Fox’s letter followed a slightly odd outburst from Andrea ‘Loathsome’ Leadsom, the Brexiteer leader of the Commons, who told Sky News that it would be “fantastic” if Angela Merkel would try to “support a proper UK Brexit” by reopening the withdrawal agreement - specifically, if she agreed to put a time limit on the Irish backstop. This is one for the unicorns, as both May and EU leaders have repeatedly ruled out such a possibility. But the fact that Leadsom still clings on to this as “the best possible outcome” shows that some Brexiteers are getting desperate, feeling that the prize is slipping out of their hands. At the beginning of the week, anger bubbled over at a meeting of the Bruges Group think-tank - audience members shouting “Fuck the government” and repeatedly yelling “Traitor!” at every mention of Theresa May.
Having no option, but further enraging Brexiteers, the government has tabled an order enabling the European elections to be held in Britain if the country has not left the EU by the time they are due to take place on May 23 - the cabinet office stated that the elections would be automatically cancelled if Brexit, by some minor miracle, occurs before then. This means that we might see MEPs elected who never take up their seats because a deal has been struck, which according to some would be the end of the world. Then again, it is certainly the case that, while the prospect of European elections may frighten the Labour Party, it terrifies the Tories - for good reason. How on earth can they campaign properly in such an election? Who will actually hit the streets and knock on doors? Will the candidates abide by a common manifesto, and who will draw it up? Whatever the logistics, under such unfavourable conditions you would expect the Tories to get a drubbing. Who emerges as the winner is an entirely different question, of course, but, as the elections are conducted under proportional representation, it is far from inconceivable that a ‘leaver’ party will come first, whether the UK Independence Party or Nigel Farage’s Brexit Party - the suspicion being it is more likely to be the latter than the former. Labour will suffer too, it goes without saying, but not as much as the Tories.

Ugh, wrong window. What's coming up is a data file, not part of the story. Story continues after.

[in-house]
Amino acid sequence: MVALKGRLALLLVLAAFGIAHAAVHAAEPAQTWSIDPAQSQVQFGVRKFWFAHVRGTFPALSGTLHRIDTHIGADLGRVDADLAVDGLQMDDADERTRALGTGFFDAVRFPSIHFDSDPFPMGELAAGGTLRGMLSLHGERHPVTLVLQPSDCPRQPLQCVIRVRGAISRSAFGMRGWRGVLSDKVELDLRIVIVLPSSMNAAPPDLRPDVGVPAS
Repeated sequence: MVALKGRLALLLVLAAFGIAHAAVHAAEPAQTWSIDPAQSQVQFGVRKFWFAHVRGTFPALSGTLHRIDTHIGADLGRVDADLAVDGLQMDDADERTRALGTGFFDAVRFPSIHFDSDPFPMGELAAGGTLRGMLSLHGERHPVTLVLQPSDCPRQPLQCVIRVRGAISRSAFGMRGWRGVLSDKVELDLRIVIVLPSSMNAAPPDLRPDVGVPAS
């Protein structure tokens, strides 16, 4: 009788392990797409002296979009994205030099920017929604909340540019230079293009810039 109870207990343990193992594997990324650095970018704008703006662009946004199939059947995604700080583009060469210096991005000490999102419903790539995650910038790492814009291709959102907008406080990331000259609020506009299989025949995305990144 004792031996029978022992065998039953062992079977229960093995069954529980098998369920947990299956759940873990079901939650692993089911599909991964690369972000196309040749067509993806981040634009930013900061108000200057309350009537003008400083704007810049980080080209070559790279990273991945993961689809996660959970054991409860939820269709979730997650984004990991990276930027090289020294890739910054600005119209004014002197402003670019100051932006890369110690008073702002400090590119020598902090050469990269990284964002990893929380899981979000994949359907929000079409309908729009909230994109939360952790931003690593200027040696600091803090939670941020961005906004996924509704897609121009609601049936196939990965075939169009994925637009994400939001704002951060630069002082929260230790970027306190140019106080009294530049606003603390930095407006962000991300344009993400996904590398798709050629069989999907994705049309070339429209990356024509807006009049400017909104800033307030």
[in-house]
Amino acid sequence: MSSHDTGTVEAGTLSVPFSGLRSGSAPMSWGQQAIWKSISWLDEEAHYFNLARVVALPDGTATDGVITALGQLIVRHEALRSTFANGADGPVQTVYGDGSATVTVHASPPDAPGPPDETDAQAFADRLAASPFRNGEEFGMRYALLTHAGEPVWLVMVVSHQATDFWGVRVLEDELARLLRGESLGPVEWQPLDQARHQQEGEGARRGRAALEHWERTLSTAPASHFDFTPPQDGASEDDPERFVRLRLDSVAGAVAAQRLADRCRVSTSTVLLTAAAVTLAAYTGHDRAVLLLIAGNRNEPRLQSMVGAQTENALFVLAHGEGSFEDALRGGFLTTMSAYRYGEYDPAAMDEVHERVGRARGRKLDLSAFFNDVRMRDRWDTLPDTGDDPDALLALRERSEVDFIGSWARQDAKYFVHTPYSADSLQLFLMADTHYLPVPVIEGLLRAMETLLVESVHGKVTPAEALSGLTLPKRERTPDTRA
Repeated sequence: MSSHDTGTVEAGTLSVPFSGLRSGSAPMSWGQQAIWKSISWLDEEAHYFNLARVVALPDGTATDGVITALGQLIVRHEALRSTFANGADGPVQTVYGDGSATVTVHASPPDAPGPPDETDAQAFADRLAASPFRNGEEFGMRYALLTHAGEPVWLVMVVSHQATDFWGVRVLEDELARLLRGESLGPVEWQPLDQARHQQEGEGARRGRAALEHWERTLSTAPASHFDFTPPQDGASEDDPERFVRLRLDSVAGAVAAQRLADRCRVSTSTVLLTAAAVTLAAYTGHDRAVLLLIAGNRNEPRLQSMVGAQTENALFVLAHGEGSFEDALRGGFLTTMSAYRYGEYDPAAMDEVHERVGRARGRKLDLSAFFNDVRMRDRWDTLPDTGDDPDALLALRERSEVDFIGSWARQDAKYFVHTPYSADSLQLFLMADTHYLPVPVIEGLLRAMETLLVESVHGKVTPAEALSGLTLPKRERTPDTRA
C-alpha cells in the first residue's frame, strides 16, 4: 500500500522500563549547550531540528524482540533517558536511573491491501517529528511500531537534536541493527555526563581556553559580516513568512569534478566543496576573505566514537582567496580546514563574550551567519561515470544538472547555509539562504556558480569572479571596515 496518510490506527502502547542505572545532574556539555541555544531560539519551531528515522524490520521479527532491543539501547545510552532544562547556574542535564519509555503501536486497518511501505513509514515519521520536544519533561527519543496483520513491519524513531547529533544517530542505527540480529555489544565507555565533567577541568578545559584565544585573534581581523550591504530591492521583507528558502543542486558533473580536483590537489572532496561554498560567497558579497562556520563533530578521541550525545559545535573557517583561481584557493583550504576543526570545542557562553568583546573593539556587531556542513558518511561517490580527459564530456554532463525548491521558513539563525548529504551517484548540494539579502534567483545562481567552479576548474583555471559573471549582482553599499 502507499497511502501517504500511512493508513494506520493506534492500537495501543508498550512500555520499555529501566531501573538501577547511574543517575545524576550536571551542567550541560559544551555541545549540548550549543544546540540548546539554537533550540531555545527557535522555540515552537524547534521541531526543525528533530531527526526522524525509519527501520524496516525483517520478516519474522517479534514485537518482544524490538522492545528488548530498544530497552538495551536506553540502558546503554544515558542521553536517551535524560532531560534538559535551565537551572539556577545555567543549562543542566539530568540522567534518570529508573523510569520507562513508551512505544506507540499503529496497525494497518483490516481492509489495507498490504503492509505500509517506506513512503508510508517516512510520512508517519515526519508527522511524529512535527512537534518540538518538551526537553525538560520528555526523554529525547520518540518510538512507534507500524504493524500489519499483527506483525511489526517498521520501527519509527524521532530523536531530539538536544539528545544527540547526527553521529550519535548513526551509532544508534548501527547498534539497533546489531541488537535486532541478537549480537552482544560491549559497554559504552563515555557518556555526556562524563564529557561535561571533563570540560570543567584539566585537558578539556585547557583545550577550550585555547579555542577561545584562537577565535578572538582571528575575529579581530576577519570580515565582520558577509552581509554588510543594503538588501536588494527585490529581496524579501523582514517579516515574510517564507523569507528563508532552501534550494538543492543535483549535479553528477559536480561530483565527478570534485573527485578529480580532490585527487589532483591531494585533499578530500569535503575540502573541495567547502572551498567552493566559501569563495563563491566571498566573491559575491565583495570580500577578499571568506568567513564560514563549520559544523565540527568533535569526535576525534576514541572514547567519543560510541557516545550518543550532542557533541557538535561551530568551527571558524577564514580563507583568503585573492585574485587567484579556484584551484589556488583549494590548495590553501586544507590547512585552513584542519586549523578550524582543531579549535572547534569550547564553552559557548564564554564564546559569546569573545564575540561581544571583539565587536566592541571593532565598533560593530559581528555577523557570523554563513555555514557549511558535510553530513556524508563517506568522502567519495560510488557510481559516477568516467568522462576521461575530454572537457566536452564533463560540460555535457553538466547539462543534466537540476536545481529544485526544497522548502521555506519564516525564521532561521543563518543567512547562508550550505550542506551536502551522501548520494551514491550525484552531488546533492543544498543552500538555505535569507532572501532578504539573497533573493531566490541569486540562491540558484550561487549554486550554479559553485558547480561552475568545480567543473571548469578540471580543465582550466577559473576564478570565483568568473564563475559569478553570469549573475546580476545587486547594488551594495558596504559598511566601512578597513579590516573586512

A day before the emergency EU summit, Theresa May dashed around the continent to meet Angela Merkel and Emmanuel Macron to make the case for a short extension to the end of June. In a damning indictment of Downing Street’s strategy, Donald Tusk, the European Council president, declared - not unreasonably it has to be said - that the EU’s experience of “the deep divisions” within the Commons “give us little reason to believe that the ratification process can be completed by the end of June”. Donald does not believe in unicorns. Jean-Claude Juncker, the European commission president, favoured a longer extension in order to allow the maximum feasible amount of time for Westminster to find a way forward and “kick the can down the road” for a better day. There was a proposal for a break clause if a deal is passed in the meantime - adding a new word to the already expansive Brexit lexicography: a ‘flextension’.
With a considerable delay to Brexit, it seems certain that Britain will be asked to sign up to some sort of legally binding agreement that it has an “enhanced duty of sincere cooperation” with the EU. In other words, the UK government will have to promise that it will not obstruct the bloc’s internal workings or long-term planning mechanisms - as recently recommended by Jacob Rees-Mogg, who wants Britain to be “as difficult as possible”, “obstruct the putative EU army” and “block Mr Macron’s integrationist schemes”. Fellow ERGer Mark Francois, notorious for his obnoxious gobby mouth, fulminated about a long extension that would create “perfidious Albion on speed” and a “Trojan horse within the EU, which will utterly derail all your attempts to pursue a more federal project”. Look out, you foreigners - Britain has got your number. EU leaders must have been trembling in their boots.